For many farmers, farm security and the risk of theft are unwanted problems that are all too common. Most machinery items found on the farm are expensive so if stolen or damaged, can result in big financial losses. And that’s not just the losses counted from the stolen machinery, but potential losses in productivity and disruption to daily work that can arise from theft as well.
So what can be done to protect your farm and machinery from potential theft? While there are a few things that you can do yourself to ensure that your equipment is as safe and protected as possible, the New South Wales government has also passed the ‘Right to Farm Bill’. This provides NSW farmers with extra protection from illegal trespassers.
We’ve covered the basics of this new bill plus some simple things that you can do around the farm to ensure your machinery is protected. Find out more in the article below.
Right to Farm Bill
Illegal trespassing on NSW farms has been a long-standing problem faced by many farmers. As a way to mitigate this issue, the NSW government passed the ‘Right to Farm Bill’ in November 2019. This new bill aims to provide relief for farmers who’ve battled with illegal trespassers, theft and damage to property for years. Key points from the new bill include the increased penalties like higher fines and jail terms for people that commit farming offences under the new bill.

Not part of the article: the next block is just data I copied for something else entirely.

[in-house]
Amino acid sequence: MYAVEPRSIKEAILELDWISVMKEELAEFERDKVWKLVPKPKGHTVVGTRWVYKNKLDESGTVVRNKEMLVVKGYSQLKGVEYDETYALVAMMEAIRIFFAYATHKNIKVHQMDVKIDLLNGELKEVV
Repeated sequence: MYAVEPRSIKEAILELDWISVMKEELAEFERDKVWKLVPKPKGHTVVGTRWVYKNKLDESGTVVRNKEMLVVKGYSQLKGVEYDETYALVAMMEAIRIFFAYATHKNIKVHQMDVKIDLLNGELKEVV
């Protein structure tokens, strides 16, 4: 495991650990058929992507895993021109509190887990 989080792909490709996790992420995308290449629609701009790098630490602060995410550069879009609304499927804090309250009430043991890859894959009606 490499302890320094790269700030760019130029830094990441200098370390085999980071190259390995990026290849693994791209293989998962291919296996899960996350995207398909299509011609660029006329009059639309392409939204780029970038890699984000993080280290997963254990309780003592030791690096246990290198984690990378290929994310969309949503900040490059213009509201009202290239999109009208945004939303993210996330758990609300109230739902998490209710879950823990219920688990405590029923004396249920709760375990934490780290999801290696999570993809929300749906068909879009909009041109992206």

These penalties include:
- Increased penalty for aggravated trespass from a maximum of $5,500 to $13,200, including a new 12-month imprisonment (or 3-years if committed in company).
- Increased penalty for the aggravating trespass which causes a serious safety risk by introducing a 3 year maximum imprisonment term.
Trespass offences that the new bill recognises include:
- Aggravating offence by damaging property in the process of the unlawful entry and wilfully or negligently releasing stock in the process of the unlawful entry.
- Inciting, directing, counselling, inducing or procuring the commission of the offence of aggravated unlawful entry on enclosed lands by another person ($11,000 and/or a 12-month imprisonment).
While this bill is still relatively new it is being recognised and enforced by local authorities with people already charged for offences under the new bill.
Keeping your farm machinery safe
While the ‘Right to Farm Bill’ makes sure that people who commit farming offences can be held accountable, there are some things that you can do to avoid theft of your farm machinery before it happens. Research shows that farm crime in NSW is big business with 12% of crime reported being solely theft of farm machinery. Many farmers believe that a remote location and distance from public roads protect their assets from view, but this complacency also makes some farms an easy target for opportunistic thieves.
From basic protective measures, such as locking sheds and gates and GPS tracking, here are some things that can be done to increase the security of your machinery.
Basic security measures
There are some basic security measures that you can take, to prevent theft on your farm. Crime Stoppers recommends the following actions as good first steps in preventing theft. These include:
- Knowing where your machinery is located on the farm at all times.
- Don’t leave keys in machinery, and ensure you secure any vehicle cabs.
- If machinery does break down, don’t leave it in a paddock. Move the machinery to a secure location like a shed.
- If securing your vehicle or equipment is not possible, consider immobilising the machinery by removing the distributor cap or battery.